Recently, I spent a busy day running errands, waiting in lines, taking care of things I should have done weeks earlier. I went all day without eating, running on only a few cups of coffee. I didn’t have time to go grocery shopping and when I made it home I had nothing in the kitchen but the makings of a peanut butter and jelly sandwich. That first bite, tired and hungry, reminded me of entire weeks spent living like that: sleeping little, eating less, hurrying all over town. I realized it then: I hadn’t been a genius at all. I had been starving.

I mention all of this because The Bruise exists in this state. If you’ve ever lived through a night like that, the landscape of the novel is instantly recognizable. And if you haven’t, the book may bring such nights on.

And I mention it, too, because it’s nearly impossible to write a review of it.

The Bruise is Magdalena Zurawski’s first novel, published by The University of Alabama Press. It tells the story of M- who, near the beginning of her last semester in college, begins translating Rilke’s Duino Elegies for her German literature course. The evening she begins the work, an angel appears to her. Because she is afraid or, perhaps, simply because she is overwhelmed, M- attempts to strike the angel and receives a large bruise on her head. The bruise is a mark of the visit, and this mark sets her apart from everyone else.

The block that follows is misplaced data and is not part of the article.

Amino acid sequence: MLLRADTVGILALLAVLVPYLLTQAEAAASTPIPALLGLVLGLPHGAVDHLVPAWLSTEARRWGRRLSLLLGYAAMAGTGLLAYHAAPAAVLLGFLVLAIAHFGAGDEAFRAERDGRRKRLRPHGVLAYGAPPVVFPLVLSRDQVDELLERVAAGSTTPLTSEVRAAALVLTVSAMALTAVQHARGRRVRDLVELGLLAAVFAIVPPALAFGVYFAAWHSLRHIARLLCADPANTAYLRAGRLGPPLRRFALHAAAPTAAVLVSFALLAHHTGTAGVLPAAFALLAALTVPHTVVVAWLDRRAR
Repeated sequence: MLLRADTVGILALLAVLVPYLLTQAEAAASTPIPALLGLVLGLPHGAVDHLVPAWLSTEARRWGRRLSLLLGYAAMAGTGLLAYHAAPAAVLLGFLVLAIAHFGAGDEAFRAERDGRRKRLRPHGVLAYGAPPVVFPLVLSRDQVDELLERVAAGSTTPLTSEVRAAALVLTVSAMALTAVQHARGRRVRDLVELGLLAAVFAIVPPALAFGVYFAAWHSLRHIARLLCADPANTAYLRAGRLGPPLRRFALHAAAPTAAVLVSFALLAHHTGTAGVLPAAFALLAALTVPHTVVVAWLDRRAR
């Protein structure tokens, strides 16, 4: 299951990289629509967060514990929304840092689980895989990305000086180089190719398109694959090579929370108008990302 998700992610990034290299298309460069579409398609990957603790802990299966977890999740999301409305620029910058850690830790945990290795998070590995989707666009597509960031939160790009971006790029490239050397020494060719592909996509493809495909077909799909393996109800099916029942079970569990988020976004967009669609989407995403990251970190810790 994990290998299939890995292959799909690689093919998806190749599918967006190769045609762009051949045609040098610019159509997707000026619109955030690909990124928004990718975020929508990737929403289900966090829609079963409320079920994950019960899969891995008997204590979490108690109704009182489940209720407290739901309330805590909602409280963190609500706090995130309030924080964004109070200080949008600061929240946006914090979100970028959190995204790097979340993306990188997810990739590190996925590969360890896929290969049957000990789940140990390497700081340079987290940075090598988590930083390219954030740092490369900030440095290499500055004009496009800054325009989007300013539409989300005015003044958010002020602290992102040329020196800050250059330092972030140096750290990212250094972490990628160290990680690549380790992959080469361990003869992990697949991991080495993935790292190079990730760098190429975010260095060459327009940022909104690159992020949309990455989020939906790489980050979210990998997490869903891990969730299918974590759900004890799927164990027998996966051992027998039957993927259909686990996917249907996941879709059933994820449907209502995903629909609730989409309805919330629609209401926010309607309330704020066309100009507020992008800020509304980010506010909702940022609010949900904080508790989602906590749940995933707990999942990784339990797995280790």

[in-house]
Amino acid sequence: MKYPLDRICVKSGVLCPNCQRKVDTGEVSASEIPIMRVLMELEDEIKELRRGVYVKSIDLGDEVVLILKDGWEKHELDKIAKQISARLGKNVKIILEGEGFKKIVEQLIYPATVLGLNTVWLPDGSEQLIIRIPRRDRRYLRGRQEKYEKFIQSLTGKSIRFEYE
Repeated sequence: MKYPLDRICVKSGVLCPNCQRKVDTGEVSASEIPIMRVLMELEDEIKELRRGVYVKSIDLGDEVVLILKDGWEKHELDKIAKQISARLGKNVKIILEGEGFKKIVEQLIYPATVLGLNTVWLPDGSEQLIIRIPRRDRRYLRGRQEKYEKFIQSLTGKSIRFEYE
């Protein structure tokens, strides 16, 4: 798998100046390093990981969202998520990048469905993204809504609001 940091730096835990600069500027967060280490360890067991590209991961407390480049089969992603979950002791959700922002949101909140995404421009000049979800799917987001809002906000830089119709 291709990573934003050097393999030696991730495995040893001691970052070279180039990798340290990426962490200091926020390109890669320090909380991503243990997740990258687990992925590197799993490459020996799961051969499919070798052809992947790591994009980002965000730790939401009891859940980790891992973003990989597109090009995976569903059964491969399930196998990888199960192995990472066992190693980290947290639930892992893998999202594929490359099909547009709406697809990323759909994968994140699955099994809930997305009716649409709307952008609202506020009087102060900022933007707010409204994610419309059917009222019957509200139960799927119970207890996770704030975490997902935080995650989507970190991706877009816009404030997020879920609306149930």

Other things happen: the doorknob in her dorm room begins reciting poetry, which M- feels compelled to transcribe. Ghosts, memories, dreams and reality become confused. M-‘s bruise becomes an external mark of the change brought about by her visitation (of an angel, of literature), and she begins a quest to find the person who would see the bruise for what it is and, in turn, truly understand her. She finds this other, momentarily, in L-, though when the bruise eventually comes between them, it is once again up to M- to make sense of the world, alone.

Despite all of the supernatural happenings, when all of the magic is stripped away, The Bruise becomes one of the most original college novels in recent memory. And stripping away the magic in this case is not sacrilege. As herself M- thinks as she eats a ham steak in the school cafeteria: “…my eye would catch the meat in the fluorescent light in a certain way that let me see that the ham steak that I was about to eat was not pink but that it was covered in a purple film an iridescent purple film like the inside of a sea shell. This made me think that the meat has a special kind of magic. It wasn’t an extraordinary magic but an ordinary one. It was the magic of knowing that the comforting order of the ordinary which sometimes appeared as the extraordinary purple glow of a piece of meat was in fact just ordinary and it would always rise to greet my mind in the exact same manner that it had greeted it before and for this reason I loved to eat ham steak best.”